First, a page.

In rare disease, every challenge is magnified, beginning with the first. Simply put, identifying a disorder and receiving a formal diagnosis is at the root of myriad difficulties—from connecting a patient to a community to generating an appropriate care and treatment plan that ideally goes beyond managing symptoms to connecting a patient to clinical trials.
Related challenges exist for other healthcare stakeholders. Can a system deliver effective treatments when it cannot identify an illness? Can life sciences companies raise funds and develop treatments without a proper idea of how many patients they may eventually treat, or what the patient experience with the disease is? Can insurers establish their burden of disease if it is difficult to identify?
These questions raise many implications, but advancements in healthcare data and analytics can make a huge impact on patients and healthcare providers, including reducing time to diagnosis and increasing connectivity for patients to the right providers, well-matched trials, and patient communities.
The State of Healthcare Data for Rare Disease Patients
Access to basic healthcare data across the life sciences industry is table stakes for research and development, clinical development, and commercialization. For more than a decade, access to deidentified sources of real-world data—especially administrative claims, patient registries, and more recently electronic health records (EHRs)—has been informing unmet needs, population sizing and forecasting, and commercialization and marketing activities.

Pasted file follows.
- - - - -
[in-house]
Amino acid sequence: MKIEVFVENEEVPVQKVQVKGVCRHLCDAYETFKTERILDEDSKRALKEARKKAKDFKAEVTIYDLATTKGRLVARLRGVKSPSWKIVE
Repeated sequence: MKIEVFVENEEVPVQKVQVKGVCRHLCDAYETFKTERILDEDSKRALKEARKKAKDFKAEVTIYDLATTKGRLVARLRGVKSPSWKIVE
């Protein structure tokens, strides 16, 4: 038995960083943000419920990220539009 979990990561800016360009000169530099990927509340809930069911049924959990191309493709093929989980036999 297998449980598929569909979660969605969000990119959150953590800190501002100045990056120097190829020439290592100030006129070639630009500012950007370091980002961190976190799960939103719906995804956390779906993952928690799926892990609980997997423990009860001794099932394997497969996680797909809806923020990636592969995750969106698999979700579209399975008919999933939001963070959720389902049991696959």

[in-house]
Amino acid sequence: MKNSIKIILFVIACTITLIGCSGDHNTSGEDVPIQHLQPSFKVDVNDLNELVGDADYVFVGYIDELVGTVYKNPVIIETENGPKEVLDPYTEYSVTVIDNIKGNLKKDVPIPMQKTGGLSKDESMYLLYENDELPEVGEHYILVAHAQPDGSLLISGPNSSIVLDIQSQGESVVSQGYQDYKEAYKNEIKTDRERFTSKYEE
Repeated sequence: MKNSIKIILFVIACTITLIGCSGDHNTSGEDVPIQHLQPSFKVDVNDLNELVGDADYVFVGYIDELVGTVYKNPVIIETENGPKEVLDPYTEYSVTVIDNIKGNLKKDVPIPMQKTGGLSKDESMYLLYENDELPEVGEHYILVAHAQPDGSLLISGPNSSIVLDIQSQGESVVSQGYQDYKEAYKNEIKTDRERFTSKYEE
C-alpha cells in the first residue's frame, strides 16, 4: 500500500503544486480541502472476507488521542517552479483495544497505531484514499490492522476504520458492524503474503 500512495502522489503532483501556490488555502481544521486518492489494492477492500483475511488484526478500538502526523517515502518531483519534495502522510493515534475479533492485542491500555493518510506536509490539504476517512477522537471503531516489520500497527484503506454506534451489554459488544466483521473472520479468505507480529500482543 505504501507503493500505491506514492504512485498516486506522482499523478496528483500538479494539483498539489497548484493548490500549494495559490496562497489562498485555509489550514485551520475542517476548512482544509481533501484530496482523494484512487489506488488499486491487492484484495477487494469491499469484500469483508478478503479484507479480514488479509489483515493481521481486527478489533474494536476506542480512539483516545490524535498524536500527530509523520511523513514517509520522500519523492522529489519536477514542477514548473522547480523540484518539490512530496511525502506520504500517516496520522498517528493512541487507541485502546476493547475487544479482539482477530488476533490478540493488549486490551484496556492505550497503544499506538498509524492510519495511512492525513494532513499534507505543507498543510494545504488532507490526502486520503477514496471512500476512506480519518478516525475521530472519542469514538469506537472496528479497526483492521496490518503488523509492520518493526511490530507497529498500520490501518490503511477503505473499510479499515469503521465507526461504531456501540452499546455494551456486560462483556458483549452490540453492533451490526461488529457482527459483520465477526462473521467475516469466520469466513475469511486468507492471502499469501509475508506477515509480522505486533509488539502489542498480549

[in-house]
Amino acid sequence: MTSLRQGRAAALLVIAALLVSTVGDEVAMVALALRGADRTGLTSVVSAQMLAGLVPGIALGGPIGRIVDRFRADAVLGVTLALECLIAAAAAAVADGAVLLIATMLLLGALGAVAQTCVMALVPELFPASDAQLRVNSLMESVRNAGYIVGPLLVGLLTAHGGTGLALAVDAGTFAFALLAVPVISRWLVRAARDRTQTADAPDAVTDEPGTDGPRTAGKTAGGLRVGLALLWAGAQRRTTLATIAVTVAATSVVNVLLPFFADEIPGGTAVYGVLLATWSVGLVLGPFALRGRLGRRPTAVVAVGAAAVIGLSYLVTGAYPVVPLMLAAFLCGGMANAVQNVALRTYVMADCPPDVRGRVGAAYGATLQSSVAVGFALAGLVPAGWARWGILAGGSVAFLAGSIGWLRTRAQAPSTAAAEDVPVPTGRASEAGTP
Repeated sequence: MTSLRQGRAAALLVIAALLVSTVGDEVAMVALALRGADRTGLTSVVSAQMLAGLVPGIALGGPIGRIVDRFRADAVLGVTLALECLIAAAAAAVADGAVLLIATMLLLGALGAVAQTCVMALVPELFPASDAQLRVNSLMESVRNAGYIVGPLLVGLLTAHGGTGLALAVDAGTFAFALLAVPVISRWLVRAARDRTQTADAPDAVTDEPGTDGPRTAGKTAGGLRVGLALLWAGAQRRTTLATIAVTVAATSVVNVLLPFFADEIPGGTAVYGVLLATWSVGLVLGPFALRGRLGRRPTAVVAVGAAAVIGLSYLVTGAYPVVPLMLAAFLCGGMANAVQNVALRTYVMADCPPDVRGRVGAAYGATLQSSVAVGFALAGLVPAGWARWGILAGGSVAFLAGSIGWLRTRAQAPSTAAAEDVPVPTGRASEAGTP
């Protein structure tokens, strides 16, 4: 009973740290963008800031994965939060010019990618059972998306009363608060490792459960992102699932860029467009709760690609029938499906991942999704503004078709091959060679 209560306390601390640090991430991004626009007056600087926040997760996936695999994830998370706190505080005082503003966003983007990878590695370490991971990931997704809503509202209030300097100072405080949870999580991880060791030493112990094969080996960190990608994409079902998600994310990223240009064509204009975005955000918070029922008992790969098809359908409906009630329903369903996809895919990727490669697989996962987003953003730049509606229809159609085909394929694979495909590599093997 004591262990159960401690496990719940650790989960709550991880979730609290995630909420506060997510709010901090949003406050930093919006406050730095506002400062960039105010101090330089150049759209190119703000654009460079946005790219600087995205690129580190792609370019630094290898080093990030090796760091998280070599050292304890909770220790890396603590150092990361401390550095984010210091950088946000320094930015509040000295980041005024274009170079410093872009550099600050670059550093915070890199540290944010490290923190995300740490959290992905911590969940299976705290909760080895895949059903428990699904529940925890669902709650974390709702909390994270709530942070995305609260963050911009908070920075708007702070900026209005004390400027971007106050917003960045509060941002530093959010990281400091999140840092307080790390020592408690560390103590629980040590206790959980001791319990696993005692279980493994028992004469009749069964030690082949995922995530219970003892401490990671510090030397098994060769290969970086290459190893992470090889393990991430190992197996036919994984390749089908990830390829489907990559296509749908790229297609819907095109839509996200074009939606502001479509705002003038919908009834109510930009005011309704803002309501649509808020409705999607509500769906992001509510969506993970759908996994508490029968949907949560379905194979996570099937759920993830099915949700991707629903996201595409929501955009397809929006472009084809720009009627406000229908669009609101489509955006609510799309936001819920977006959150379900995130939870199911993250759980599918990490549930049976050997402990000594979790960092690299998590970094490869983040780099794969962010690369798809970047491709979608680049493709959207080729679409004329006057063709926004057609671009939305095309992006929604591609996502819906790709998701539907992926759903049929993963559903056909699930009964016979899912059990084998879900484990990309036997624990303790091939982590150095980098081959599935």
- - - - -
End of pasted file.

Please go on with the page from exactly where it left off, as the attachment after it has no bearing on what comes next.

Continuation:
However, data is always missing, whether because of source coverage (e.g., a particular health system’s data is absent), or because data was never created in the first place (in particular, if a doctor does not or cannot register a formal diagnosis, then a disease may fly under the radar in even the best datasets). While true of most diseases and data, the impact on rare diseases is significant.
An emerging technique for overcoming this challenge is to apply a combination of clinical expertise with predictive analytics to identify likely patients.
Applying Predictive Analytics to Identify Probable Patients
The Orphan Drug Act defines rare diseases as those affecting fewer than 200,000 people in the U.S. It’s very common to look at datasets claiming to have information on more than 300 million Americans and estimate a rare disease prevalence that is dramatically lower than the best estimates otherwise available. But this makes sense when you consider that if a rare disease takes five years to diagnose, then that’s five years in which it won’t appear in medical data.
However, in the same way marketing professionals can use age, gender, and online activity to predict what smartphone you will buy, analytical techniques can be combined with clinical knowledge to predict that a patient is likely to have an illness based on the symptoms presented in their medical history or EHRs. It may be unreasonable to expect a doctor to remember the diagnostic criteria for each of 7,000+ rare diseases, but it’s quite reasonable to ask a machine to do that.
Once identified as likely, it’s much easier to engage a patient’s physician to conduct testing, refer to centers of excellence, or recommend clinical trial enrollment. The first and arguably most important activity to help rare disease patients is to help them receive an accurate diagnosis.